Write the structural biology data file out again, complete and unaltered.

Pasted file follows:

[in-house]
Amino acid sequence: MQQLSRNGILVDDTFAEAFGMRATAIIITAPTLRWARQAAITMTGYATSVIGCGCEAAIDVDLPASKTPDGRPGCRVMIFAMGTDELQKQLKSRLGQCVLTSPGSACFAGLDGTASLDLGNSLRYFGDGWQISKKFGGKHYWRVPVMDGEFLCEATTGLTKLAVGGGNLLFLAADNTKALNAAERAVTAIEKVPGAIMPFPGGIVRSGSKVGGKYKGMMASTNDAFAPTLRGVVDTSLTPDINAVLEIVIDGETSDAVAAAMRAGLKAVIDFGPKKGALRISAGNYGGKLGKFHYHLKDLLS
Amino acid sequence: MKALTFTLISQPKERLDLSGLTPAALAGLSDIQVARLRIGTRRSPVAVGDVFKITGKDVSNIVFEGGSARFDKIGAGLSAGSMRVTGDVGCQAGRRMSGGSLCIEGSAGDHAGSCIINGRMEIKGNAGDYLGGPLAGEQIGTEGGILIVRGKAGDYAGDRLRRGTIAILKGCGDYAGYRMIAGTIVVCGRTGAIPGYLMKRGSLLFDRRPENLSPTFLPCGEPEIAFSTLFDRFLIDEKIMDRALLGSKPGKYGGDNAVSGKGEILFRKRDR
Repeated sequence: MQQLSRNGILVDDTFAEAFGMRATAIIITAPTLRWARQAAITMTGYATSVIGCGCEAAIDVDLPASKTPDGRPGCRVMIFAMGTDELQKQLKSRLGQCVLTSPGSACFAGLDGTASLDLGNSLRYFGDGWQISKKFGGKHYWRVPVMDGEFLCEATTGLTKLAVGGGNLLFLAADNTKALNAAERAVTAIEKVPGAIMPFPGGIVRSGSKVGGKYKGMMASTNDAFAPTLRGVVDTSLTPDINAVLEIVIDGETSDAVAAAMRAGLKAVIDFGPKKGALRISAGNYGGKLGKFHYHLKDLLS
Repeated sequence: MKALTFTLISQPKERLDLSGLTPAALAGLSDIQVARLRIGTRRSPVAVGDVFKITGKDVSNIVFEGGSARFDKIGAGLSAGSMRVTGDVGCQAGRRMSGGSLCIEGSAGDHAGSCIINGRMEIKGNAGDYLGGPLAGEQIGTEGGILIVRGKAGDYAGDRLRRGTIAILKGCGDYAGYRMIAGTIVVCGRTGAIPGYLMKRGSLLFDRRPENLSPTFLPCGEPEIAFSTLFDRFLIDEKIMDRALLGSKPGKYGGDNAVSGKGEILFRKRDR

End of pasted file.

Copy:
[in-house]
Amino acid sequence: MQQLSRNGILVDDTFAEAFGMRATAIIITAPTLRWARQAAITMTGYATSVIGCGCEAAIDVDLPASKTPDGRPGCRVMIFAMGTDELQKQLKSRLGQCVLTSPGSACFAGLDGTASLDLGNSLRYFGDGWQISKKFGGKHYWRVPVMDGEFLCEATTGLTKLAVGGGNLLFLAADNTKALNAAERAVTAIEKVPGAIMPFPGGIVRSGSKVGGKYKGMMASTNDAFAPTLRGVVDTSLTPDINAVLEIVIDGETSDAVAAAMRAGLKAVIDFGPKKGALRISAGNYGGKLGKFHYHLKDLLS
Amino acid sequence: MKALTFTLISQPKERLDLSGLTPAALAGLSDIQVARLRIGTRRSPVAVGDVFKITGKDVSNIVFEGGSARFDKIGAGLSAGSMRVTGDVGCQAGRRMSGGSLCIEGSAGDHAGSCIINGRMEIKGNAGDYLGGPLAGEQIGTEGGILIVRGKAGDYAGDRLRRGTIAILKGCGDYAGYRMIAGTIVVCGRTGAIPGYLMKRGSLLFDRRPENLSPTFLPCGEPEIAFSTLFDRFLIDEKIMDRALLGSKPGKYGGDNAVSGKGEILFRKRDR
Repeated sequence: MQQLSRNGILVDDTFAEAFGMRATAIIITAPTLRWARQAAITMTGYATSVIGCGCEAAIDVDLPASKTPDGRPGCRVMIFAMGTDELQKQLKSRLGQCVLTSPGSACFAGLDGTASLDLGNSLRYFGDGWQISKKFGGKHYWRVPVMDGEFLCEATTGLTKLAVGGGNLLFLAADNTKALNAAERAVTAIEKVPGAIMPFPGGIVRSGSKVGGKYKGMMASTNDAFAPTLRGVVDTSLTPDINAVLEIVIDGETSDAVAAAMRAGLKAVIDFGPKKGALRISAGNYGGKLGKFHYHLKDLLS
Repeated sequence: MKALTFTLISQPKERLDLSGLTPAALAGLSDIQVARLRIGTRRSPVAVGDVFKITGKDVSNIVFEGGSARFDKIGAGLSAGSMRVTGDVGCQAGRRMSGGSLCIEGSAGDHAGSCIINGRMEIKGNAGDYLGGPLAGEQIGTEGGILIVRGKAGDYAGDRLRRGTIAILKGCGDYAGYRMIAGTIVVCGRTGAIPGYLMKRGSLLFDRRPENLSPTFLPCGEPEIAFSTLFDRFLIDEKIMDRALLGSKPGKYGGDNAVSGKGEILFRKRDR